Footage earnings were average with four clips sold at SS for a total of $79 vs August six sales for $87. Not too bothered about this blip (other than the Pond5 drought) since I know that I’ve uploaded loads of quality clips from my recent Iberian adventure, including working with a beautiful young model, so fingers crossed they will be picked up soon and in 4K – blog post on my latest trip here
Some highlights of the clips sold:
Seems like some businesses are already gearing up for Xmas, since a buyer purchased the following Milan Xmas scene for $23.81.
Pleasantly surprised to see one of my airport clips sold for $19.50. Not the best quality with the reflection from the glass and quite wobbly (before my gimbal days). Anyway, a good sale, nevertheless!
The remaining clip was the NYE fireworks in Rio, sold for $18.95 that is so far my best-seller by far! I believe that one has sold 10 times in total at all agencies.
Looking at the long-term (majors)
Highlights from individual agencies
Mediocre Adobe Stock
I find my results on Adobe Stock to be mediocre at best (Sept was $75). Although the individual return per image is decent at around the 70cents per image mark for the past few months, volumes are relatively low. With 3,711 images and 315 clips I’m expecting a considerable uptick in earnings.
Only two decently priced sales to report, likely from the same buyer since it was for the same price (around $6 each) and within the same geographical region (Catalonia, Spain). More specifically, Girona on the left and Tarragona on the right respectively.
Hit the ball out of the park with SS, earning me $1.22 per download. 53 ODDs at $2.85 (top-tier) earned me $151, although the cherry on top came through as Extended / Enhanced Licenses totaling $284. Subscriptions sales, for the first time in a long time, were a minority of total earned at just $161 (thank fuck for that).
Some highlights of the month include:
More good news from Portugal…
Nostalgia from Milan…
Alamy (11,195 pics) is a hell of a frustrating agency to work with due to their sheer lack of consistency. I’m sure you feel the same way.
August produced a relatively stellar month at $165 net, followed immediately by very mediocre $89 in Sept. It’s very possible that in Oct I’ll earn either $300 net or $50 net – who wants to make some bets!? Probably somewhere in between…
Notable sales at Alamy
Only two notable sale to speak of, firstly one from my Climate Change series (including other controversial themes), where in this case I flooded Porto, Portugal:
Continuing on the trending theme of Climate Change, I’ve spotted the following image where I flooded the already Lowlands, which I’m pending a payment.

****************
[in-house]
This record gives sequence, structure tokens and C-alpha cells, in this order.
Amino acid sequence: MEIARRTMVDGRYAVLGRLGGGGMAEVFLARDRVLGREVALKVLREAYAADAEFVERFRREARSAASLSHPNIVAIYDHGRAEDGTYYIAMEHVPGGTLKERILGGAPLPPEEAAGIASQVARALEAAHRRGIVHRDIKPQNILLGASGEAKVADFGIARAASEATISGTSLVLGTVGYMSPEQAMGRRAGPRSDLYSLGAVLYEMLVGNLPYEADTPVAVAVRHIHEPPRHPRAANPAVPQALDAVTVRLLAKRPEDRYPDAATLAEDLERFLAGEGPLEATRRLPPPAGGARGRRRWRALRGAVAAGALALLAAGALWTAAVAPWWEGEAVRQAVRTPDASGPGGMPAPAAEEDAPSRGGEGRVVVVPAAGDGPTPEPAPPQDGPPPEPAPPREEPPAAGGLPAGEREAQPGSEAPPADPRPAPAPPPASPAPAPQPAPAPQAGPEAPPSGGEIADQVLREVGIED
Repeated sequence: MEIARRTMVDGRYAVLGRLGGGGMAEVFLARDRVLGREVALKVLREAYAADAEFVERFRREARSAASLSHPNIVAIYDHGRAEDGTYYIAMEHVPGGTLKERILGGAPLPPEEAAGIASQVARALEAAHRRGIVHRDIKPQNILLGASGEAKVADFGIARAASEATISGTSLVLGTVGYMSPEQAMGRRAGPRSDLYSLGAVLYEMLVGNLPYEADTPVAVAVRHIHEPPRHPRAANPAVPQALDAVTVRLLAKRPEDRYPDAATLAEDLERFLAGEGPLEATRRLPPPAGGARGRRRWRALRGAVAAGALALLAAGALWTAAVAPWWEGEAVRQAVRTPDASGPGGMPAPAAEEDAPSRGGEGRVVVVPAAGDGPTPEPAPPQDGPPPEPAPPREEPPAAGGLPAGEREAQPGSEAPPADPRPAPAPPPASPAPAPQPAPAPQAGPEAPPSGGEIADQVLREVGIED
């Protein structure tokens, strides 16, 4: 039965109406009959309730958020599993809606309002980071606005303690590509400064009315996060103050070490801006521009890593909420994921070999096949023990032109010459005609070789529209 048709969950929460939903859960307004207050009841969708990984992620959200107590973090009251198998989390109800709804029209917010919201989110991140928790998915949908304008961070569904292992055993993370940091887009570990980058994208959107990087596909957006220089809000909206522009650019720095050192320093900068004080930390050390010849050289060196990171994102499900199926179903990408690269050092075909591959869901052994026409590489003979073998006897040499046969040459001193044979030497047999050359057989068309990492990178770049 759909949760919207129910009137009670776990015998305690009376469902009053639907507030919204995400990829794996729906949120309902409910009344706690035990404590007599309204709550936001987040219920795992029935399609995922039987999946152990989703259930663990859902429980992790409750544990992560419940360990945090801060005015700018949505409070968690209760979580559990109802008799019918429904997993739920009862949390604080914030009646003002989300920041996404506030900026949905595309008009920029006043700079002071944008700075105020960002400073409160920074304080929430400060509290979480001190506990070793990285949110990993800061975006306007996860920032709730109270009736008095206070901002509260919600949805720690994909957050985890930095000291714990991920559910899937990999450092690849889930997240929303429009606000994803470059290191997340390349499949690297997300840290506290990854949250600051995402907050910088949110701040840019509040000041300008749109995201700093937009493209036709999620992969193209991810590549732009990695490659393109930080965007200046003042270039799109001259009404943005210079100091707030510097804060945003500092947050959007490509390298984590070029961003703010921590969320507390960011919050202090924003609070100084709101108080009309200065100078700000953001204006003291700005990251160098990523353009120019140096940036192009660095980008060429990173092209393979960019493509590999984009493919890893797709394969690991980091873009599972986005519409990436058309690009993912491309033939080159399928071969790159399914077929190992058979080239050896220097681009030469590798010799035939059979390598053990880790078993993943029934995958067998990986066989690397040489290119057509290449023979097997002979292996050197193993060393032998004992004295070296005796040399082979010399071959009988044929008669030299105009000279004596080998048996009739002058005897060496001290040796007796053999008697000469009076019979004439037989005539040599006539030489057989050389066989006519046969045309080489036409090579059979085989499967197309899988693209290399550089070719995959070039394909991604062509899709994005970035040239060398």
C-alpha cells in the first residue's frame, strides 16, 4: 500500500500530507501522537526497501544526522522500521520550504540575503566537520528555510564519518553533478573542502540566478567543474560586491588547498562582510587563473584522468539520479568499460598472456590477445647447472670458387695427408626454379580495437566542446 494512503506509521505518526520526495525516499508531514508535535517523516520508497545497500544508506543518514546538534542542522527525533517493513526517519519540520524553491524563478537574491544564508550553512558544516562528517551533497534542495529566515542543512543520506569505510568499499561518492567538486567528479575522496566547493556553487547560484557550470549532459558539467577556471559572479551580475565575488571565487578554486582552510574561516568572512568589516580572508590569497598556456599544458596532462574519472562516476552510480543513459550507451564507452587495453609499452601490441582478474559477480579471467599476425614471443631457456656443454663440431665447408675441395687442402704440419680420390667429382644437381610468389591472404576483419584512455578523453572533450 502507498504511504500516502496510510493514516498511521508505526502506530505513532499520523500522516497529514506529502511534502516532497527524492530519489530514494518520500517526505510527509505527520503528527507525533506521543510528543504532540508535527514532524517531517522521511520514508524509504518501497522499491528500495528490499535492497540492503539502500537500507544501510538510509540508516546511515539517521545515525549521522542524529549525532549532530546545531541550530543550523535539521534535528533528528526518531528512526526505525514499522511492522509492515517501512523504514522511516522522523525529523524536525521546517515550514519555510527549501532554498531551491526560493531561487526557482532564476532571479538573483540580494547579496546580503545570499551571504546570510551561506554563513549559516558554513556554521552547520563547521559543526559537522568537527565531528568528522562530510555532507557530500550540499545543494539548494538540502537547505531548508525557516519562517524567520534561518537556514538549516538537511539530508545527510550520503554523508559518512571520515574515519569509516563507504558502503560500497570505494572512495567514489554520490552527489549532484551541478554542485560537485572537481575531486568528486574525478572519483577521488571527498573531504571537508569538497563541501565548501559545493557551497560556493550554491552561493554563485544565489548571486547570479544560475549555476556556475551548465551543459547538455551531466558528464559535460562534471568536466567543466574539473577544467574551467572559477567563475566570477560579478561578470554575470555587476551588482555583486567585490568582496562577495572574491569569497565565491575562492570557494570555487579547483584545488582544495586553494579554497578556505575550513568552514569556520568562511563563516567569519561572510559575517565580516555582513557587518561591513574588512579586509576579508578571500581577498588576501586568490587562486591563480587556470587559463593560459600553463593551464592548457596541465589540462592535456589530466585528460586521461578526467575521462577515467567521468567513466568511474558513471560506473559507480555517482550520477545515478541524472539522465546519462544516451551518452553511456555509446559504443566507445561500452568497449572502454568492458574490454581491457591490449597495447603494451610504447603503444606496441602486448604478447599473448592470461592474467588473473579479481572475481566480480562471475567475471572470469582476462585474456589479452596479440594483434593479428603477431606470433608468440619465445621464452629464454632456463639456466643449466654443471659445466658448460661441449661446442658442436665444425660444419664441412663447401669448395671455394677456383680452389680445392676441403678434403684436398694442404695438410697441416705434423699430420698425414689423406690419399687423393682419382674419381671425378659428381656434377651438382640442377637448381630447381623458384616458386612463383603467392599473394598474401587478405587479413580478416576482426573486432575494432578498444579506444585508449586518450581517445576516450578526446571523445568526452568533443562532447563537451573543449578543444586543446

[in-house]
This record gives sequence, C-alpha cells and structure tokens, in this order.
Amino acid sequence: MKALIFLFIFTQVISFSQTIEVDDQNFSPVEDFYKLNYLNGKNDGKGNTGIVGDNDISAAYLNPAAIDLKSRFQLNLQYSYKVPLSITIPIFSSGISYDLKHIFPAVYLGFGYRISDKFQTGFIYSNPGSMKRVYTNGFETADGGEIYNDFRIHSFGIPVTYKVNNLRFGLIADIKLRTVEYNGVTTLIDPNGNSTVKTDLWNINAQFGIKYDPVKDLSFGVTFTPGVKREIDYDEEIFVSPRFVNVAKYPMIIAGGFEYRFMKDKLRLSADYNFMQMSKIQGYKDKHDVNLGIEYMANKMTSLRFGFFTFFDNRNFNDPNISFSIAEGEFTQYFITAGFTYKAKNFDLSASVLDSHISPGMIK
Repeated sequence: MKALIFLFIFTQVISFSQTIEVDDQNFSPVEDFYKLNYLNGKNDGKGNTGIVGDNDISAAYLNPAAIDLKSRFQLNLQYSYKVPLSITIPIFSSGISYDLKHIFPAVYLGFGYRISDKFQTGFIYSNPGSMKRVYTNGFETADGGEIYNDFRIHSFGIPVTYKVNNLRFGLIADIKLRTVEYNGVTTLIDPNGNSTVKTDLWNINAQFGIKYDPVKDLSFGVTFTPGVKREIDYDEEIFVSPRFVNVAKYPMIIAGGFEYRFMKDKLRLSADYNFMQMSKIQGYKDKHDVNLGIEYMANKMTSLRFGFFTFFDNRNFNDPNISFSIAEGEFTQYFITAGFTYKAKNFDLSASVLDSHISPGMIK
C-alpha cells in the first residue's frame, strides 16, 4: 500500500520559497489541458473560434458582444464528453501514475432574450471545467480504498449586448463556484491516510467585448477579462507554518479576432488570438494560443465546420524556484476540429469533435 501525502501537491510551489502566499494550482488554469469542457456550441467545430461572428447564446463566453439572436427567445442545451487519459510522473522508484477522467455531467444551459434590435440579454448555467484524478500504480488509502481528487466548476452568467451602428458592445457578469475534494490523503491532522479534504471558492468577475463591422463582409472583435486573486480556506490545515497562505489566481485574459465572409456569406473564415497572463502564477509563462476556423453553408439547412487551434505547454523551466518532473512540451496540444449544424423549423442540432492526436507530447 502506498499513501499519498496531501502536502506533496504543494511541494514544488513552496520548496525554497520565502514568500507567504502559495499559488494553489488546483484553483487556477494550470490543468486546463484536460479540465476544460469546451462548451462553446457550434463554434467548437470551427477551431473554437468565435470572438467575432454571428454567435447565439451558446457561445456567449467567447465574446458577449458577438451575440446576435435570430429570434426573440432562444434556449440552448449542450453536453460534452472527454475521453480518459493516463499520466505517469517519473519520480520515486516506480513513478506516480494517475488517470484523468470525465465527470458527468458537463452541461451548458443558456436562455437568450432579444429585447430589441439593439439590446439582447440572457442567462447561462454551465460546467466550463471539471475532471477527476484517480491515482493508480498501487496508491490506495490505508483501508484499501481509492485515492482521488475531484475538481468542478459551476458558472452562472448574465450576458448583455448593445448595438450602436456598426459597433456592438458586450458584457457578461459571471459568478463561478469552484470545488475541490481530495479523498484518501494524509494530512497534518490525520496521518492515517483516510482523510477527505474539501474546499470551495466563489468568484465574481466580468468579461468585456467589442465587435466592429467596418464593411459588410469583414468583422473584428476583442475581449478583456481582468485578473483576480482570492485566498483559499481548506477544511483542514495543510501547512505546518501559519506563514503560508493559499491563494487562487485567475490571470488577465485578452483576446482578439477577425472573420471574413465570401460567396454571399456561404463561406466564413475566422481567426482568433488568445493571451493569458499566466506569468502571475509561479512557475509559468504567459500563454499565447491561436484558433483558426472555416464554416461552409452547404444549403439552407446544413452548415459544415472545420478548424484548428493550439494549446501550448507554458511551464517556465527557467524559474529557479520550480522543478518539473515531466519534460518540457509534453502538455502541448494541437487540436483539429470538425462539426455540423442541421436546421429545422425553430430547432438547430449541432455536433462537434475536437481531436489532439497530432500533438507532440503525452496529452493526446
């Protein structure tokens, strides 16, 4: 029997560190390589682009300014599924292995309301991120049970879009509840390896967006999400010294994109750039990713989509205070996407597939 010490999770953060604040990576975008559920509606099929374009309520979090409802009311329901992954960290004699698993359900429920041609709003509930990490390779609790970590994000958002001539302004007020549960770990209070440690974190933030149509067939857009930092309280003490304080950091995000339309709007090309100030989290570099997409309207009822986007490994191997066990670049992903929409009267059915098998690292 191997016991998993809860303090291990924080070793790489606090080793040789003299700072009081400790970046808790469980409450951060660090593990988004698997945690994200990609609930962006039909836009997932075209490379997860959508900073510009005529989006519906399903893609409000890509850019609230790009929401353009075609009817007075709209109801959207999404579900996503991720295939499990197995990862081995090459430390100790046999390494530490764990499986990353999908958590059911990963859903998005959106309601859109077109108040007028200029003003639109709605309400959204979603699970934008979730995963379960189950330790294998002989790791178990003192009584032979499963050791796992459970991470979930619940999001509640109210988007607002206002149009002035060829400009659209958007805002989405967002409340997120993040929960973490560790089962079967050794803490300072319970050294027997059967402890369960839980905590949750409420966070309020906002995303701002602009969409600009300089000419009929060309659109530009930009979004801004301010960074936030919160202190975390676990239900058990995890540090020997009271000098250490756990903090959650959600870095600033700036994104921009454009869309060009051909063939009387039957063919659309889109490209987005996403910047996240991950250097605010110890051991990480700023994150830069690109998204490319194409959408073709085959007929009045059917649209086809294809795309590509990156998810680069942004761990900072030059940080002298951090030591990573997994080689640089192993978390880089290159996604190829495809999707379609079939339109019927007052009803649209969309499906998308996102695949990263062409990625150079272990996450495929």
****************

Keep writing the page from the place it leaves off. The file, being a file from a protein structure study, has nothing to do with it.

Secondly, this image I captured in 2018 in front of the Bloomberg HQ in the City of London sold for $49 gross. Thanks Joas Souza, London-based Architectural photographer, for the tip on capturing street scenes with with upside V shape of the legs for a more natural look!
Spotted images (pending payment)
Here’s another one I spotted (payment pending but should be around $20 gross since Elijah was featured in the same article – ha):
How to find your own images?
This is something I do on most days and if you’ve been following me on Instagram @brutallyhonest_alex, I often publish my stories with images that I find.
Simply search “your name + Agency” on Google + past week or so. Helps if you have a unique name…for instance:
Often a buyer will use an image and not give credit, which can be frustrating to find the image. In these cases, you can simply use the Google Reverse tool to find, for instance, using my Ginja de Obidos example:
Suspicious Personal Use Licenses Strike Again
Frustratingly, two highly suspicious Personal Use licenses (I’ve discussed this at length on another blog post) of the following same image popped up earning me just $12 gross each:
Immediately, I’ve requested the excellent Alamy Contributor Relations Team to investigate (still pending a response), since it seems highly unlikely that someone would want to use this image to frame a print on their wall at home, for instance…or a greeting card to send to friends (4756 x 3150 pixels). To be continued…
Perhaps the biggest frustration of the month were my August 2019 results for iStock for two reasons, firstly the sheer number of refunds, which I’m sure you also noticed. Many contributors were up in arms, with some even threatening to quit over at the MSG forum.